309 days of Recovery.

Mental Health

309 days of Recovery.

Bed-bound, crippled, tears rolling down my face my journey to recovery began. I was at rock bottom, I couldn’t fight any longer, I couldn’t tread water any longer, I couldn’t do it alone.

Wednesday the 19th of December, 1400 hours, I met my therapist.

I sat in my bed, under my covers, delicate. My therapist asked me what I wanted, what I wanted from therapy. In that single-moment thousands of things rushed through my mind. I wanted to learn to drive, to go back to education, to have a job. I didn’t say any of those things though, instead, I said I wanted to stop surviving and start living. That was what the thousands of thoughts were, what it meant to live.

Since that very first therapy session, 309 days, 4 hours, 59 minutes and 4 seconds have passed to this very moment as I write this.

I have a job, I work in retail and have had my job for nearly 6 months now. I’m attending college, I started in September, which makes me 2 months and a 1/6th of the way through. I’ve had 3 driving lessons, and I am terribly poor at steering, especially when turning right.

In those 309-day’s I have also been to restaurants, enjoyed my first even Gin and cocktail, said yes to impromptu plans, woke up before lunch-time, met my best friend (we met on the internet.)…

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I still have panic attacks and anxiety, I still cling to my coke zero like it’s a bulletproof vest and I am walking through a war zone. I still carry out endless irrational habits and coping mechanisms. To so many my anxiety is still winning, staring me in the face and I am a passenger. But to the few who are still here 309 days later, I am winning every single morning when I take a deep breath and I decide to fight.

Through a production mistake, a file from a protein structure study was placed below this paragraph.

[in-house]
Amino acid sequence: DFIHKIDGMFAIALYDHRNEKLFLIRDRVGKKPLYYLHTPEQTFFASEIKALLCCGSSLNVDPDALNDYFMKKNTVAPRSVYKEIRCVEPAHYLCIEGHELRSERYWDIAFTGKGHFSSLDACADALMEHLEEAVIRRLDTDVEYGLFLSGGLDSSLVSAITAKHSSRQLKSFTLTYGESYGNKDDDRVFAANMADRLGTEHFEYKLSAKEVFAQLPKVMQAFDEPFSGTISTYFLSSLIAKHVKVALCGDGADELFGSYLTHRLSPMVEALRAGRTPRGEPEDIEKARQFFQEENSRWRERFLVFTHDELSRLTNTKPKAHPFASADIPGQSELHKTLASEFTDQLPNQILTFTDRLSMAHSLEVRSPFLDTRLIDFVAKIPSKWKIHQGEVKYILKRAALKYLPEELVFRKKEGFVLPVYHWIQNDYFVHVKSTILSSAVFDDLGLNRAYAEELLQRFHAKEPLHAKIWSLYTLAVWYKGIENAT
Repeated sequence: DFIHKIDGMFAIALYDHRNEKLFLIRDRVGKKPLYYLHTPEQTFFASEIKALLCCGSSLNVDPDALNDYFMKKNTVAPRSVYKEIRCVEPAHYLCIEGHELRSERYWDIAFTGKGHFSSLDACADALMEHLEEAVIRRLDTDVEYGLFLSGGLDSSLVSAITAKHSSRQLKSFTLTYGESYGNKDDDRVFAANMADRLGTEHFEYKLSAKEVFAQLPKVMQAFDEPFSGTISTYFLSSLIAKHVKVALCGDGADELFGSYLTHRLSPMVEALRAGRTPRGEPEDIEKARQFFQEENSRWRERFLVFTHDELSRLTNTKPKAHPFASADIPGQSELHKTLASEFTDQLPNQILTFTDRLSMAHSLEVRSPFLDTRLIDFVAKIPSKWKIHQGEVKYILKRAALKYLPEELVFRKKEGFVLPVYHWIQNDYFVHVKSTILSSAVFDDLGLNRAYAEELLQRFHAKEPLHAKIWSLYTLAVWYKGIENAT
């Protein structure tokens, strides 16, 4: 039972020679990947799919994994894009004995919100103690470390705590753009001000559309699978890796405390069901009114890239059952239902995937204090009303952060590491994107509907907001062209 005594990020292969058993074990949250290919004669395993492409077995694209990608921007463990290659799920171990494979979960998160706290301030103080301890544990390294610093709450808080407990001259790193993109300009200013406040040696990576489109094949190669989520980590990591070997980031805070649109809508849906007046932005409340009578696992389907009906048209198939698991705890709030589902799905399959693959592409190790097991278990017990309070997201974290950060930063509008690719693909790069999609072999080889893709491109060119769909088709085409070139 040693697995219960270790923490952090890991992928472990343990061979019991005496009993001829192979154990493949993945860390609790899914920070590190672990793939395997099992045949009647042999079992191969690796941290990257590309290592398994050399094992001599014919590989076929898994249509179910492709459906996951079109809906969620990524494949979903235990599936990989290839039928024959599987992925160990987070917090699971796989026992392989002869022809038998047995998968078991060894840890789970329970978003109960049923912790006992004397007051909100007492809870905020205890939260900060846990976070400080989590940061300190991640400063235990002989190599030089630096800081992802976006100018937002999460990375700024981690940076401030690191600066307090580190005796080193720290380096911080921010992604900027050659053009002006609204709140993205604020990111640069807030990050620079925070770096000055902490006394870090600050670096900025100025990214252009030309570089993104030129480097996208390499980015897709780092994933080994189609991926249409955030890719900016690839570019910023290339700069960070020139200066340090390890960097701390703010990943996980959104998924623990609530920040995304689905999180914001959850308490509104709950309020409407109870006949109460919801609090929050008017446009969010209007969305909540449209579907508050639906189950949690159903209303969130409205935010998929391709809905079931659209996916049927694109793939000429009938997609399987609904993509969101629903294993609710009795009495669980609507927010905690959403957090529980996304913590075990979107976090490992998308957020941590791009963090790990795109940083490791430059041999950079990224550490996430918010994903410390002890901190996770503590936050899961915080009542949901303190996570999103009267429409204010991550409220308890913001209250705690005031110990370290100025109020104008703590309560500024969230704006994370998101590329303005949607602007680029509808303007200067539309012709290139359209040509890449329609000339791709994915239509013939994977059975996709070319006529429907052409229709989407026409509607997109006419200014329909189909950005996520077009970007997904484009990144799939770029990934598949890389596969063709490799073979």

Somebody tried tough love with me today, and the conversation was also filled with anecdotal comparisons that undermined how hard it is for me to simply exist clenching onto a coke zero at 9 am in a classroom. That undermined how far I have come and how hard  I try every day, to come out the winner of at least one of my daily battles.

I sobbed and I felt like all of my hard work had been for nothing. That every battle was pointless because no matter how hard I push, what I can give will never be enough.

The reality I realize, as I sit here writing this, is that no matter what anybody else says or believes, I am winning, and I am enough. My recovery may be in its early stages and still not be a pretty sight, filled with snot bubbles, dozens of half-empty coke zero cans, and bad days that look like the beginning to so many.

But it doesn’t have to be pretty or have to conform to social standards. And it doesn’t have to be convincingly my best to others (whatever that means?), it simply has to be my best. People seem to forget that my recovery is exactly that, mine.

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I have climbed endless mountains to reach the top and realize that beyond the clouds is another steep climb. I keep on climbing, stopping when I start to slip, not because I don’t know that I may not fall. Simply because I have fallen before when I stopped listening to myself and starting listening to those around me that were in fact simply watching me climb and how it gets messy.

So, to those who are watching, remember everything looks easier than it is in reality. To those who are climbing, I climb with you, and you know when to pause. Trust yourself, those who matter will pause with you.

This blog is my home, and though at times I neglect it because of the busyness of the modern western world. I always find my way back. I thank those who are still reading for living my journey with me.

Here is to another 309 days of recovery.

Tomorrow shall come…

Today Tomorrow Forever,

Ella.

(How I have missed you all.)

Song: Yours to create. – Fourth & Coats // This is me. – The Greatest Showman

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